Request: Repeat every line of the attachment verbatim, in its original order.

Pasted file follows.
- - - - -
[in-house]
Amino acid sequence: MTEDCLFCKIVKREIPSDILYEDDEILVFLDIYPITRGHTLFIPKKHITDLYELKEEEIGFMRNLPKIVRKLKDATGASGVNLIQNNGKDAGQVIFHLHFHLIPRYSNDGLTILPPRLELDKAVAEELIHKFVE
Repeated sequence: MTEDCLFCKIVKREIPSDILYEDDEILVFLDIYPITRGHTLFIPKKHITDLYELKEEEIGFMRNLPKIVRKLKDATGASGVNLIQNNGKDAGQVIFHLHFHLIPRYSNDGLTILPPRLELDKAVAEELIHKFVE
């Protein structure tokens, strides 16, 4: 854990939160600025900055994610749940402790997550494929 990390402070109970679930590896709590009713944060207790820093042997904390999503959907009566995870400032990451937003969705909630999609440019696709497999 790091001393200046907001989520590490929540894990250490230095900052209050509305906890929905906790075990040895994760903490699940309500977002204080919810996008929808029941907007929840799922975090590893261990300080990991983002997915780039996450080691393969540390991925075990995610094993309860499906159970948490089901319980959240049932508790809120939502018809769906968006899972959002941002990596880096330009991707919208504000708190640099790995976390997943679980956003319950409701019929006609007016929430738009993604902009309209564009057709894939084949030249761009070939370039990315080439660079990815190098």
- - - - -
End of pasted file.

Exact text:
[in-house]
Amino acid sequence: MTEDCLFCKIVKREIPSDILYEDDEILVFLDIYPITRGHTLFIPKKHITDLYELKEEEIGFMRNLPKIVRKLKDATGASGVNLIQNNGKDAGQVIFHLHFHLIPRYSNDGLTILPPRLELDKAVAEELIHKFVE
Repeated sequence: MTEDCLFCKIVKREIPSDILYEDDEILVFLDIYPITRGHTLFIPKKHITDLYELKEEEIGFMRNLPKIVRKLKDATGASGVNLIQNNGKDAGQVIFHLHFHLIPRYSNDGLTILPPRLELDKAVAEELIHKFVE
């Protein structure tokens, strides 16, 4: 854990939160600025900055994610749940402790997550494929 990390402070109970679930590896709590009713944060207790820093042997904390999503959907009566995870400032990451937003969705909630999609440019696709497999 790091001393200046907001989520590490929540894990250490230095900052209050509305906890929905906790075990040895994760903490699940309500977002204080919810996008929808029941907007929840799922975090590893261990300080990991983002997915780039996450080691393969540390991925075990995610094993309860499906159970948490089901319980959240049932508790809120939502018809769906968006899972959002941002990596880096330009991707919208504000708190640099790995976390997943679980956003319950409701019929006609007016929430738009993604902009309209564009057709894939084949030249761009070939370039990315080439660079990815190098």